Lindy Janelle Ingram was born on October 30, 1978 in Nampa, Idaho to Deborah Cameron and David McAbee. Her childhood was filled with family: time spent laughing with her aunts and uncles and dinners at her grandparents’ house. The people surrounding her were artists who shared their appreciation for beauty with Lindy. Her grandmother taught her to love painting; her mother sparked her love of flowers and taught her about home decorating. Those childhood interests later became her passions. Lindy’s adult homes were filled with paintings and painting supplies (until the months before her passing, she was an avid painter). Oil paints were her first love, but she dabbled in watercolors, pen and ink sketches, and charcoals. She decorated and redecorated her home, swapping things like pillows and window treatments to match with the seasons. She loved to make a house a home, and she found beauty in so many different things.
Lindy fondly remembered working at her grandfather’s fruit stand as a child so she could spend more time with him, and working with mom as a teenager to arrange and deliver flowers. They would often make the drive from Idaho to Washington just to pick locally grown flowers and her particular favorite, hydrangeas.
Lindy’s mother married her stepfather, Chuck, who Lindy adored, and who became father and grandfather immediately. The next year, Lindy got a summer job working at Chuck’s RV manufacturing company. On her first day, a young man named Richard (Rich), who was also new to the company, spotted her from across the conference room as they were filling out their employment paperwork. As two of the only employees at the company of their age, they naturally ended up spending a lot of time together, and their relationship blossomed.
Rich and Lindy were friends for months before they became anything more; they worked in different areas of the business, but would meet to eat a 10:00 p.m. swing-shift-lunch together every day. Rich even talked his way into carpooling to work with Lindy (even though he didn’t live anywhere near her), just so he could spend more time with her. Rich was smitten, but terrified to ask her out on a date. One night, he finally worked up the courage. She responded: “It’s about time! I was going to ask you out tomorrow if you didn’t today.” Rich and Lindy’s first date was July 16th of that year; within a month they met each other’s families, and by the following April they were married. From that day, until the end, they were devoted to each other.
Eleven days after their wedding, Rich began his career with the United States Navy and left for a six-month assignment in Chicago, while Lindy stayed behind in Idaho. Lindy seemed to become a military wife effortlessly. She jumped into the lifestyle full-speed ahead (the way she did everything), adapting and taking charge as things changed. She and Rich wrote letters back and forth while they were apart, and at the end of every deployment she would wait on the pier with their kids looking out for Rich’s ship to arrive home.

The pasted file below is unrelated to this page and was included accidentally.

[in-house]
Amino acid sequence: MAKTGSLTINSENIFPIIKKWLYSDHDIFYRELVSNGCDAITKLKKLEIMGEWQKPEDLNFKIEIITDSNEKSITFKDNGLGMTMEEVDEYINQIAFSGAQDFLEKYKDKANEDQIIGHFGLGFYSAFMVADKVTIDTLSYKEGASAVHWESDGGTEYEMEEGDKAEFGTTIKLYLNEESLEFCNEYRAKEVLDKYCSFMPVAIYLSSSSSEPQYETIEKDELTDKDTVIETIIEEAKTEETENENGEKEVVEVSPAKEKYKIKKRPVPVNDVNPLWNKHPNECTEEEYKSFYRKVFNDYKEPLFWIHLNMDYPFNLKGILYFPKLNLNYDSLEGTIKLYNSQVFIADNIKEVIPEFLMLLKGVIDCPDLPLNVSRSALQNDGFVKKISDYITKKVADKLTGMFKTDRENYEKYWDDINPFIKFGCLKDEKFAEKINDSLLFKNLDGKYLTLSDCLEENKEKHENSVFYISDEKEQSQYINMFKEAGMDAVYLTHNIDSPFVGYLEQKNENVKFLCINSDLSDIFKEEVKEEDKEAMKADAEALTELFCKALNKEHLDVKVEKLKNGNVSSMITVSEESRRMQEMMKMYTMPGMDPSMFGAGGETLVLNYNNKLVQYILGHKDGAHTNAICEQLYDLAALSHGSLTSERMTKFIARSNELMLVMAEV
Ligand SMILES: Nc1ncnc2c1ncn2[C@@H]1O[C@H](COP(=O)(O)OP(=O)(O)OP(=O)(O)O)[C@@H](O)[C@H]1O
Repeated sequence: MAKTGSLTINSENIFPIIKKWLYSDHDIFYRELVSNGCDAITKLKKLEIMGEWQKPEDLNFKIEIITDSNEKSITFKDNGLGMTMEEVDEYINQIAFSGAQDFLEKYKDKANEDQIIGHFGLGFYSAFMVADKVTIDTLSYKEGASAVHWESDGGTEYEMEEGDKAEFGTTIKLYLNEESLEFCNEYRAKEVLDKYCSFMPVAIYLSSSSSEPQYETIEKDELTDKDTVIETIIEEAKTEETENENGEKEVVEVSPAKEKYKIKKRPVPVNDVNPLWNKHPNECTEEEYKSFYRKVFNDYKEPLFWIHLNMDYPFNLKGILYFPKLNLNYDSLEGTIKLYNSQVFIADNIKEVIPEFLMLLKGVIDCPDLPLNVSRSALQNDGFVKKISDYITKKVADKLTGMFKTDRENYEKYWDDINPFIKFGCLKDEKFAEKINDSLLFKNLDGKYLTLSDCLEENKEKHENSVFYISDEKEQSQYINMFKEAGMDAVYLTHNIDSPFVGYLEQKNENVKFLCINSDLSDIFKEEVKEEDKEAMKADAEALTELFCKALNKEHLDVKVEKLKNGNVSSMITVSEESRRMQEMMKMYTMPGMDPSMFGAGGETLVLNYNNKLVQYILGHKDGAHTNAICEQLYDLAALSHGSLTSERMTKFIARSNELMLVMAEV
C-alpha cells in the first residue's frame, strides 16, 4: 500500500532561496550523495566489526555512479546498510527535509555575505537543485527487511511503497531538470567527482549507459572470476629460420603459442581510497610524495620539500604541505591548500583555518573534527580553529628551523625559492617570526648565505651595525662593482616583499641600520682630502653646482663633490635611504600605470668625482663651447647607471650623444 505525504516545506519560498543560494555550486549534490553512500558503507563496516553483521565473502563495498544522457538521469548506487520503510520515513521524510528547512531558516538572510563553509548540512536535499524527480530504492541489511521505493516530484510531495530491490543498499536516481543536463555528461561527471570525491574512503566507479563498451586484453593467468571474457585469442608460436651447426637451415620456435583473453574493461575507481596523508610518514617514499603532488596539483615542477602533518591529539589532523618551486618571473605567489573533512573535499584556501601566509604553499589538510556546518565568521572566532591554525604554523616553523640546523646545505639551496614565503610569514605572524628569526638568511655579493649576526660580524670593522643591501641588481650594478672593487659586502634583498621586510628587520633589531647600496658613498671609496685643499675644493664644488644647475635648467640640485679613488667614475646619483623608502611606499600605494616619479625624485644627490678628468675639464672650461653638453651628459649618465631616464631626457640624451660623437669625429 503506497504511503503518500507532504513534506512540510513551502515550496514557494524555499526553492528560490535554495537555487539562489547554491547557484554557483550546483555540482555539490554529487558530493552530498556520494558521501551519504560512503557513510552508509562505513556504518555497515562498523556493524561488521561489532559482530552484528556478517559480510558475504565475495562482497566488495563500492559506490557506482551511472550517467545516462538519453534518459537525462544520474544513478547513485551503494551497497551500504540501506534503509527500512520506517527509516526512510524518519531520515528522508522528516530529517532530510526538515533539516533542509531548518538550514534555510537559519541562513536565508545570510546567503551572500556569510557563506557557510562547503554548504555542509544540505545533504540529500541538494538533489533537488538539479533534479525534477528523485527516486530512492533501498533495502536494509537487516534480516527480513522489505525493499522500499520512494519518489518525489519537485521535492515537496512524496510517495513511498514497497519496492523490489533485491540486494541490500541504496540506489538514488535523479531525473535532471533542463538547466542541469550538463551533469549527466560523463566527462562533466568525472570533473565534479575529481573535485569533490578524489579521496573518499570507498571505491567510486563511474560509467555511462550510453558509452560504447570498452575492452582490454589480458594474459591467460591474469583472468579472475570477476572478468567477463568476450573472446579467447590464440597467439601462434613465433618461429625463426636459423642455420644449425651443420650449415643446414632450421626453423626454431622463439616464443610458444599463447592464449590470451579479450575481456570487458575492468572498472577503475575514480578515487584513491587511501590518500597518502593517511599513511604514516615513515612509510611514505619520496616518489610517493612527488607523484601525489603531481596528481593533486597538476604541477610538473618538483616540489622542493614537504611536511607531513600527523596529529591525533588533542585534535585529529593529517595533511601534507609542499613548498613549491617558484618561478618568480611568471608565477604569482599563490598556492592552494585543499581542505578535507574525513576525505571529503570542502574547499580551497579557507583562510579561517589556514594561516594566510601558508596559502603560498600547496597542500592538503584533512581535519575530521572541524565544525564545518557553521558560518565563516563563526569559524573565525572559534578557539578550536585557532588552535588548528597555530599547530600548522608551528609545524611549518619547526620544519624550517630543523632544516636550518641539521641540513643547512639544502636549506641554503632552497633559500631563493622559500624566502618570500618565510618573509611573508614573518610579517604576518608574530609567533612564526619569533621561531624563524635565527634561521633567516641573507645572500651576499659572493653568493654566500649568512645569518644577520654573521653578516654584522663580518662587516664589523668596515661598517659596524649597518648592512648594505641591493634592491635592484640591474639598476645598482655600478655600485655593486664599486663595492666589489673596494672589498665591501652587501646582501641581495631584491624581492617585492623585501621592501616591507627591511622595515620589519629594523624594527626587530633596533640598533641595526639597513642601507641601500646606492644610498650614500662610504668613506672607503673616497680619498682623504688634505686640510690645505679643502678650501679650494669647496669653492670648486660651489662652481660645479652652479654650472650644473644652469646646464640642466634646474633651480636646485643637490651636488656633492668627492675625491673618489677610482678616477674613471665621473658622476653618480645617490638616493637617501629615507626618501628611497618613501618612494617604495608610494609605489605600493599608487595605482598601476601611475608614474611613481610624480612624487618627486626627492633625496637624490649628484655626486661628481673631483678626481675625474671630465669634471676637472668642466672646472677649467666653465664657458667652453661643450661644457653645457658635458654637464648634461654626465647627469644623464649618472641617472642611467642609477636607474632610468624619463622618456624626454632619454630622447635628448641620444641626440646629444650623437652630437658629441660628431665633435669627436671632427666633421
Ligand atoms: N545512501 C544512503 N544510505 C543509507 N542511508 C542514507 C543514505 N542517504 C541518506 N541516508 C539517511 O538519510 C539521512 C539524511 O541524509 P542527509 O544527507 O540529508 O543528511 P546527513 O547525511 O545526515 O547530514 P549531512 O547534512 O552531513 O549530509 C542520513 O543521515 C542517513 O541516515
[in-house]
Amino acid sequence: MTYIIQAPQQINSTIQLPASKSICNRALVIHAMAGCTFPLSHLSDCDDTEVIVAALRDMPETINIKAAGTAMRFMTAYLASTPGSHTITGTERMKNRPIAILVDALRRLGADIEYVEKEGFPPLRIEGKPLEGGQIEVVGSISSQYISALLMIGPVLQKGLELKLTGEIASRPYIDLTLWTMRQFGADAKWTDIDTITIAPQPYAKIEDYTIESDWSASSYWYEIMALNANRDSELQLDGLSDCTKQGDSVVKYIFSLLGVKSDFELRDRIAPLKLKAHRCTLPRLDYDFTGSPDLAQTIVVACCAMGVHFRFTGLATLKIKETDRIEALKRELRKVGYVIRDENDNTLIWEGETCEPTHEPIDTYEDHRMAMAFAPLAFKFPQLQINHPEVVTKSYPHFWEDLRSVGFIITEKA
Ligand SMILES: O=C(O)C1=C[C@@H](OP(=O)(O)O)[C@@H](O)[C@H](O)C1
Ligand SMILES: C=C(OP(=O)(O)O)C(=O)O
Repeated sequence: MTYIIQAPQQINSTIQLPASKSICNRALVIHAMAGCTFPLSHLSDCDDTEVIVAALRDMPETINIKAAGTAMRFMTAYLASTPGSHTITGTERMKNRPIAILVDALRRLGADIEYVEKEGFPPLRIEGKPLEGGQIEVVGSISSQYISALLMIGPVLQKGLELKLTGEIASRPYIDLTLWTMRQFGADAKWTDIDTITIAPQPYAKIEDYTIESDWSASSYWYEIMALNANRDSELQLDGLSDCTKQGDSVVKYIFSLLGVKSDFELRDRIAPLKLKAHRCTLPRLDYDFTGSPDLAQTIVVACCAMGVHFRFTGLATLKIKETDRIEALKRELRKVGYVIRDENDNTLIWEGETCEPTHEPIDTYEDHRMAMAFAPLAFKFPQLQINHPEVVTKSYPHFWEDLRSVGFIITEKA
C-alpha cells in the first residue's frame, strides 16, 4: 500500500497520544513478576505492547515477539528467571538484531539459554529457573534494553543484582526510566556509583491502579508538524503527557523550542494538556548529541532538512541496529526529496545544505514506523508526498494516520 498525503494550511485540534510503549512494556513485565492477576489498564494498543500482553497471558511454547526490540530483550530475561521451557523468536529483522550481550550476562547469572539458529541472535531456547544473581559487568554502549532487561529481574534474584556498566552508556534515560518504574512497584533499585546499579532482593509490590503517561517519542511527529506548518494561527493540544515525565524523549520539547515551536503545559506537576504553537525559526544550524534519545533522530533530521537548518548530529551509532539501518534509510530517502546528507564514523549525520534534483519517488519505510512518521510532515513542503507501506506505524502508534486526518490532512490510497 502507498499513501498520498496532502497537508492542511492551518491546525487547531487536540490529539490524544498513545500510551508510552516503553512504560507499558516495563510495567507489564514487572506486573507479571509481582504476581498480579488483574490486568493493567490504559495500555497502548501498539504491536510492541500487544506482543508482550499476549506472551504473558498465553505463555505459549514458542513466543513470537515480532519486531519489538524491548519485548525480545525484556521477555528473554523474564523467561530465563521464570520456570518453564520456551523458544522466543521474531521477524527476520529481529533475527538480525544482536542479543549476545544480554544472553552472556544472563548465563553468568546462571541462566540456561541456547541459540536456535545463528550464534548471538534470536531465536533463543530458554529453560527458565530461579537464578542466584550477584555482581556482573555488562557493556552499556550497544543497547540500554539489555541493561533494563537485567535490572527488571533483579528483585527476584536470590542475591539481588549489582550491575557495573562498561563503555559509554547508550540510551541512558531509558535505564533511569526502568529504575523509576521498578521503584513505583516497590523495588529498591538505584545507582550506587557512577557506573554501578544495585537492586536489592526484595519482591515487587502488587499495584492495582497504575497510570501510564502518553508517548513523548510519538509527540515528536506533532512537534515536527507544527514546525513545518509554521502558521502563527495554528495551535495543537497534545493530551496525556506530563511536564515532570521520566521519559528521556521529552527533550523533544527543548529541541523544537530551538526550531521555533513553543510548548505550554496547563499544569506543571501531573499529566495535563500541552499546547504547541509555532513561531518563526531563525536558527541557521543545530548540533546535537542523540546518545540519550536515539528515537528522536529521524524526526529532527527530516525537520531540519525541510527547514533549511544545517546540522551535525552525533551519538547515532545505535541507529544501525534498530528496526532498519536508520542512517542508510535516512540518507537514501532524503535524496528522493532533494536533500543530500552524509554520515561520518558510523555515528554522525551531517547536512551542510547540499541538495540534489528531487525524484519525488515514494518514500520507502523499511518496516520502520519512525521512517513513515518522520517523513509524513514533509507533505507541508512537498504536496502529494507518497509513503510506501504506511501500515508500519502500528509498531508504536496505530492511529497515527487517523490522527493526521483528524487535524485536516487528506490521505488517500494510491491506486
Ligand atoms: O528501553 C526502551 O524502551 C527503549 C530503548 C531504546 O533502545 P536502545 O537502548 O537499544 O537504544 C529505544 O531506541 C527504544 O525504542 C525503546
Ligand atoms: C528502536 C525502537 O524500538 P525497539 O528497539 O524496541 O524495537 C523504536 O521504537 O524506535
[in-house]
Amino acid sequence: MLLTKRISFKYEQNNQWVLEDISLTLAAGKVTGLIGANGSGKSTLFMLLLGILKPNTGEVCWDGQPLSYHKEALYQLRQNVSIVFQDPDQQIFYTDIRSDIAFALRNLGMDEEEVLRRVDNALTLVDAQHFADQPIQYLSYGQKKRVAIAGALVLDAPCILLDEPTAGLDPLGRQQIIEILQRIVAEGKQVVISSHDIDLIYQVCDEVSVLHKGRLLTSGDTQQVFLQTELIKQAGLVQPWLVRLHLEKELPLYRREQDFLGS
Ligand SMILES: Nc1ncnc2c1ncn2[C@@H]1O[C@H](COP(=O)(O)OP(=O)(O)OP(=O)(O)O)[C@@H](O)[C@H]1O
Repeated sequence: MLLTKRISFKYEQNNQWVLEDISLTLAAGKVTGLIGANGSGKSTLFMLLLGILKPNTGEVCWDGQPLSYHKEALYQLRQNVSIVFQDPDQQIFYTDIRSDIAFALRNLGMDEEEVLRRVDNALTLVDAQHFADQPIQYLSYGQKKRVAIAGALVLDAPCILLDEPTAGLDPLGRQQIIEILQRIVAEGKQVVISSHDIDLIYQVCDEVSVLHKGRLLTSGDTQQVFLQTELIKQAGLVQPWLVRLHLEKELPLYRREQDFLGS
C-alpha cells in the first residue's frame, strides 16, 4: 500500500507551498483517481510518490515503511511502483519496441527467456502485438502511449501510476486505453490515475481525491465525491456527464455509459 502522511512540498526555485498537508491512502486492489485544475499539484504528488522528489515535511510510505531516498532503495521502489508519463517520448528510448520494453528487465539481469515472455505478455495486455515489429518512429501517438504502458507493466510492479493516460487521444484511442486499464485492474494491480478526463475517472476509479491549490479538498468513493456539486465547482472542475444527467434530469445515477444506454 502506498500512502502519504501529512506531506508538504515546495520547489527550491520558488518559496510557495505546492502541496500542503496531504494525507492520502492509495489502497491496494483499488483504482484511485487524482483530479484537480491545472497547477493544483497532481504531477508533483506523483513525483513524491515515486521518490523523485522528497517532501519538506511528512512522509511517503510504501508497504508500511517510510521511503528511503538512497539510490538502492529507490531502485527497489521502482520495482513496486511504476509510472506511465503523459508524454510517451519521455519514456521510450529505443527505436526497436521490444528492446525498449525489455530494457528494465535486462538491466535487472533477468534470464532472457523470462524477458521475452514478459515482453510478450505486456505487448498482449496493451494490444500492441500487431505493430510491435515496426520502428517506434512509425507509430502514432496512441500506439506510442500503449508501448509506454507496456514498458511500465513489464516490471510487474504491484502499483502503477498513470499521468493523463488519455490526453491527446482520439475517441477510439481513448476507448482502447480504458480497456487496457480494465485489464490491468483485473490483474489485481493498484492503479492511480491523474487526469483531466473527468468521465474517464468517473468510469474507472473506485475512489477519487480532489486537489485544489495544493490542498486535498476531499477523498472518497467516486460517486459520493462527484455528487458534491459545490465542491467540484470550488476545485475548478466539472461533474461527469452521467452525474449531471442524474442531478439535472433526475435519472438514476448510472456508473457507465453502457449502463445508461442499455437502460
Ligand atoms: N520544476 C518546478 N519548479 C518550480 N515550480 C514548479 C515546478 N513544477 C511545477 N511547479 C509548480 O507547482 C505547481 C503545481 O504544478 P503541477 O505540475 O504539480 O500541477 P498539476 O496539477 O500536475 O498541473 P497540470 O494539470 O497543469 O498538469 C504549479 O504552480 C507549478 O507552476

Rich’s career gave Lindy the opportunity to “make a house a home” in houses across the country. Over their 21 years of marriage, the couple and their family lived in Chicago, Illinois; Bremerton, Washington; Hawaii (one of her favorite locations—she adored the abundant flowers, vibrant greens and blues of the ocean, and the smell of saltwater in the air); and California.
Lindy is survived by her husband, Richard; her five children, Ashlee Renee Stacey, Payton Stewart Ingram, Raven Renae Sowders, Kadence Justine Sowders, and Jack Martin Ingram; her granddaughter, Adelyn; her parents, Deborah and Charles; her sister, Stephanie; her grandmother, June; and many other aunts, uncles, and cousins.
She was proud to be a mother and a grandmother, and she loved even the most “normal” part of the job: things like driving the kids to school, making home-cooked meals in the evening, helping the kids with their homework, being home for them after school, going to the park, and going to the beach to build sandcastles. Time was precious to her, and time spent together with family was never wasted. Lindy poured her whole heart into relationships and held the people she loved close. She had a smile for everybody. She was a wonderful, caring, beautiful soul whose presence in a room made the room feel like a better place.
On May 7, 2019, Lindy awakened to eternal life with Jesus after a courageously fought fight with melanoma skin cancer. Lindy’s last moments were spent peacefully at home, surrounded by people who loved her. A Godly woman who loved Jesus and her church, Lindy viewed her final moments on Earth as the beginning of the next stage in her life.
If you remember one thing about Lindy, let it be this: Lindy loved life. She loved being a mom, she loved God, and she loved other people. Lindy loved—unquestioningly and unconditionally. Lindy loved.